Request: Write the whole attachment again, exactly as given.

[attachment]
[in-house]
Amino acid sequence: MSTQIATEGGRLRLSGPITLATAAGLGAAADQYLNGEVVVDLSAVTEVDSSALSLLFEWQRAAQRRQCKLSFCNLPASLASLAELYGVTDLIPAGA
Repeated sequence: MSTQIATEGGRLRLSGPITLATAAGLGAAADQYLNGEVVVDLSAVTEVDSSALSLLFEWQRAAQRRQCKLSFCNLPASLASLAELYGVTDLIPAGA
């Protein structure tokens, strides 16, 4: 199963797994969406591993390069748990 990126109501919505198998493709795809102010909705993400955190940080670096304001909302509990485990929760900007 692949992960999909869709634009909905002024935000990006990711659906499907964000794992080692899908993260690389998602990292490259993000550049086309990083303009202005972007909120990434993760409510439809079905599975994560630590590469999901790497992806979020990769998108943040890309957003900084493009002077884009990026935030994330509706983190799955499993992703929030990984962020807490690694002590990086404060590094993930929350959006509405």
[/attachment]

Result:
[in-house]
Amino acid sequence: MSTQIATEGGRLRLSGPITLATAAGLGAAADQYLNGEVVVDLSAVTEVDSSALSLLFEWQRAAQRRQCKLSFCNLPASLASLAELYGVTDLIPAGA
Repeated sequence: MSTQIATEGGRLRLSGPITLATAAGLGAAADQYLNGEVVVDLSAVTEVDSSALSLLFEWQRAAQRRQCKLSFCNLPASLASLAELYGVTDLIPAGA
């Protein structure tokens, strides 16, 4: 199963797994969406591993390069748990 990126109501919505198998493709795809102010909705993400955190940080670096304001909302509990485990929760900007 692949992960999909869709634009909905002024935000990006990711659906499907964000794992080692899908993260690389998602990292490259993000550049086309990083303009202005972007909120990434993760409510439809079905599975994560630590590469999901790497992806979020990769998108943040890309957003900084493009002077884009990026935030994330509706983190799955499993992703929030990984962020807490690694002590990086404060590094993930929350959006509405």